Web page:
Between December 8, 2015 and August 3, 2019, 50 patients were included in the study: 20 patients in the dose escalation phase, 30 patients in the phase 2 part (Supplementary Fig. 1). Their baseline characteristics are listed in Supplementary Tables 2 and 3.

In the dose escalation phase, 3 patients were treated at dose level 1, 3 patients were treated at dose level 2, 7 patients at dose level 3, 7 patients at dose level 4. 3 DLT occurred in 2 patients: 1 patient experienced grade 4 CPK increase and in 1 patient Grade 4 gamma-glutamyl transferase (GGT) as well as febrile neutropenia. Adverse events related to treatment are described in Supplementary Table 4. The recommended dose to administer in the phase II part was the dose level 3: 0.50 mg/m². 16 patients were evaluable for efficacy. Two patients were progression-free at 6 months, and the 6-month non-progression rate was 12.5% (95% CI: 1.5–38.3). The best response was stable disease for 10 patients [10 leiomyosarcoma] and progressive disease for 6 patients [2 leiomyosarcomas, 1 dedifferentiated liposarcoma, 1 myxoid liposarcoma, 1 synovial sarcoma, 1 undifferentiated pleomorphic sarcoma]. Median PFS was 3.5 months (95% CI: 1.8–3.7 months). The 6-month and 1-year PFS rates were 18.8% (95% CI: 4.6–40.2%) and 6.3% (95% CI: 0.4–24.7%), respectively. Additionally, the median overall survival (OS) was 14.9 months (95% CI: 6.9 months – 28.7 months).

Of the 30 enrolled in the phase 2 part, 24 were eligible and assessable for efficacy (Supplementary Fig. 1). After a median follow-up of 12.0 months (95% CI: 11.8–12.0), three patients were (10%) still receiving treatment. Discontinuation was related to disease progression in 24 cases (73%) and investigator decision for three patients (15.5%) (Supplementary Fig. 1). Three patients were progression-free at 6 months, and the 6-month non-progression rate was 12.5% (95% CI: 2.7–32.4), indicating that the first endpoint of the study was not reached. Five patients (29.4%) had tumor shrinkage resulting in partial response in 2 case (5.9%) and stable disease in 3 cases (23.5%) (Supplementary Fig. 2A). The best response was partial response for two patients [1 undifferentiated pleomorphic sarcoma, 1 leiomyosarcoma], stable disease for 9 patients [1 dedifferentiated liposarcoma, 1 myxoid liposarcoma, 3 leiomyosarcomas, 2 synovial sarcoma, 2 undifferentiated pleomorphic sarcoma] and progressive disease for 14 patients [3 dedifferentiated liposarcoma, 2 leiomyosarcoma, 1 myxofibrosarcoma, 3 synovial sarcoma, 4 undifferentiated pleomorphic sarcoma]. Median PFS was 1.9 months (95% CI: 1.7–4.4 months) (Supplementary Fig. 2B). The 6-month and 1-year PFS rates were 12.5% (95% CI: 3.1–28.7%) and 8.3% (95% CI: 1.4–23.3%), respectively. Additionally, the median overall survival (OS) was 12.0 months (95% CI: 5.8 months – NA) (Supplementary Fig. 2C). The safety analysis was reported in Supplementary Table 5.

We have evaluated the ability of the TARMIC regimen to alter the tumor microenvironment of STS in sequential tumor samples obtained at baseline and at cycle 2 Day 1 treatment in 28 patients enrolled in the dose escalation part (dose levels 3 and 4) and in the phase 2 part. The treatment induced reduction of CD68 + CD163 + macrophages in on-treatment biopsies from tumor lesions compared to matched biopsies taken from the same lesion prior to treatment in 9 patients analyzed after 4 weeks of therapy (2 leiomyosarcomas, 1 dedifferentiated liposarcoma, 1 myxofibrosarcoma, 3 undifferentiated pleiomorphic sarcomas, 2 synovial sarcomas) (Supplementary Fig. 3A). The baseline CD8 + T cell infiltrate increased in 11 patients (5 leiomyosarcomas, 1 dedifferentiated liposarcoma, 1 round cell liposarcoma, 1 myxofibrosarcoma, 2 undifferentiated pleomorphic sarcomas, 1 synovial sarcoma) (Supplementary Fig. 3B). Overall, 16 patients (6 leiomyosarcomas, 2 dedifferentiated liposarcomas, 1 round cell liposarcoma, 1 myxofibrosarcoma, 2 synovial sarcomas, 4 undifferentiated pleiomorphic sarcomas) had a favorable immunological outcome characterized by a decrease in M2 macrophage or an increase in CD8 + T cells upon treatment. This favorable alteration of the microenvironment was associated with a significantly improved clinical benefit rate (objective response plus stable disease lasting at least 6 months): 46.7% vs. 0%, p = 0.007), PFS: 6 months (95% CI 2.7–9.2) vs. 2.4 months (95% CI 1.1–3.8), p = 0.014 (Fig. 1). No statistically significant change in terms of overall survival was observed: 14.9 months (95% CI 5.3–24.5) vs. 11.9 months (95% CI 0-25.5), p = 0.28 (Fig. 1). Figure 1 (D-I) illustrates the density of CD8 + T cells and M2 macrophages within the tumor in pre-treatment and on-treatment samples from a patient with undifferentiated pleomorphic sarcoma enrolled in the phase 2 part, exhibiting a long-lasting partial response (> 12 months). Among the 28 patients with accessible tumor material for microenvironment analysis, 22 underwent further systemic treatments following TARMIC discontinuation (median number of subsequent lines of treatment: 2, range: 1–6).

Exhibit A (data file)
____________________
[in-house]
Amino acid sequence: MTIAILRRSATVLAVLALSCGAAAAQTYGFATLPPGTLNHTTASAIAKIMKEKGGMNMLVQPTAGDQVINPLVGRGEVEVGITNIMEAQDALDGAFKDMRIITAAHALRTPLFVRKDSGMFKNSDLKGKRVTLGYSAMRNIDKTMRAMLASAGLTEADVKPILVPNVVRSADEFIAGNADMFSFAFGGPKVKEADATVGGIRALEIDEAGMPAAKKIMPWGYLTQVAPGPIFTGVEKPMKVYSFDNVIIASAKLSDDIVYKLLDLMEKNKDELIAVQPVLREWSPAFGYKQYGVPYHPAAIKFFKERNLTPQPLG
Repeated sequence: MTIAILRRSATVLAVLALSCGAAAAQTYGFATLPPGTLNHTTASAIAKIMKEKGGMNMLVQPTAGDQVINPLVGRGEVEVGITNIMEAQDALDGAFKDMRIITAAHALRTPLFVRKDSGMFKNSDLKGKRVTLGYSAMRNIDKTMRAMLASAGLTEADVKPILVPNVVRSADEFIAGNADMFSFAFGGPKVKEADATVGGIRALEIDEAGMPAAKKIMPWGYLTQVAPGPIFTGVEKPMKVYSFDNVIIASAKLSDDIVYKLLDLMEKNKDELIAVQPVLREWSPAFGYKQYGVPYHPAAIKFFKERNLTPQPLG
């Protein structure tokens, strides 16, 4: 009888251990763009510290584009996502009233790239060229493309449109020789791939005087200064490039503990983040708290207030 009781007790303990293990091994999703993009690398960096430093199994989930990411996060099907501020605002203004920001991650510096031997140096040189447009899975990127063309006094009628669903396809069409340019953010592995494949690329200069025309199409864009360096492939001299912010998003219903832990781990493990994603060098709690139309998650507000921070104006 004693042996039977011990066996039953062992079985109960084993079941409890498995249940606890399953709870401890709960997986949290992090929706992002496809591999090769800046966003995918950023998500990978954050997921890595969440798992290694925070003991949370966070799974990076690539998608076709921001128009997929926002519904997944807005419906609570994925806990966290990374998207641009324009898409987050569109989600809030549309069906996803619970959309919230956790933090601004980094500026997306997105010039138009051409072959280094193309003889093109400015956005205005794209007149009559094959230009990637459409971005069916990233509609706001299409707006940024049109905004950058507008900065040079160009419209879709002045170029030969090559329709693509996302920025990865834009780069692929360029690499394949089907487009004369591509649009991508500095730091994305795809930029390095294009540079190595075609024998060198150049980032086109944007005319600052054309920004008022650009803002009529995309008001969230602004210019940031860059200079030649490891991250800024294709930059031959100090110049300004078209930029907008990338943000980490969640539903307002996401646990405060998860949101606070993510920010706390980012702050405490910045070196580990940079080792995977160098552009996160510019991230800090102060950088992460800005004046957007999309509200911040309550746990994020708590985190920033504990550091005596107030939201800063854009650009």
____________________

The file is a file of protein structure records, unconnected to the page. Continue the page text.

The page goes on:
Fig. 1
figure 1

Histogram of clinical benefit (objective response plus stable disease > 6 months) Waterfall plots of tumor response (A), Kaplan-Meier curves of progression-free (B), overall survival (C) and histological (D,E,G,H)/imaging assessment (F,I) according to immunological outcome. Only patients with accessible tumor material for immunological analysis are included (n = 28). Changes in tumor size were centrally assessed by blinded independent review according to Response Evaluation Criteria in Solid Tumors (RECIST) 1.1. Blue curve: no favorable immunological outcome, red curve: favorable immunological outcome. (D,G) Density of CD8 + T cells within the tumor on pre-treatment (D) and on-treatment (G) samples in a patient with undifferentiated pleomorphic sarcoma enrolled in the phase 2 part. (E,H) Density of CD68+(red)CD163+(green) macrophages within the tumor on pre-treatment (E) and on-treatment samples (H) in a patient with undifferentiated pleomorphic sarcoma. Long lasting partial response (F,I) in a patient with undifferentiated pleomorphic sarcoma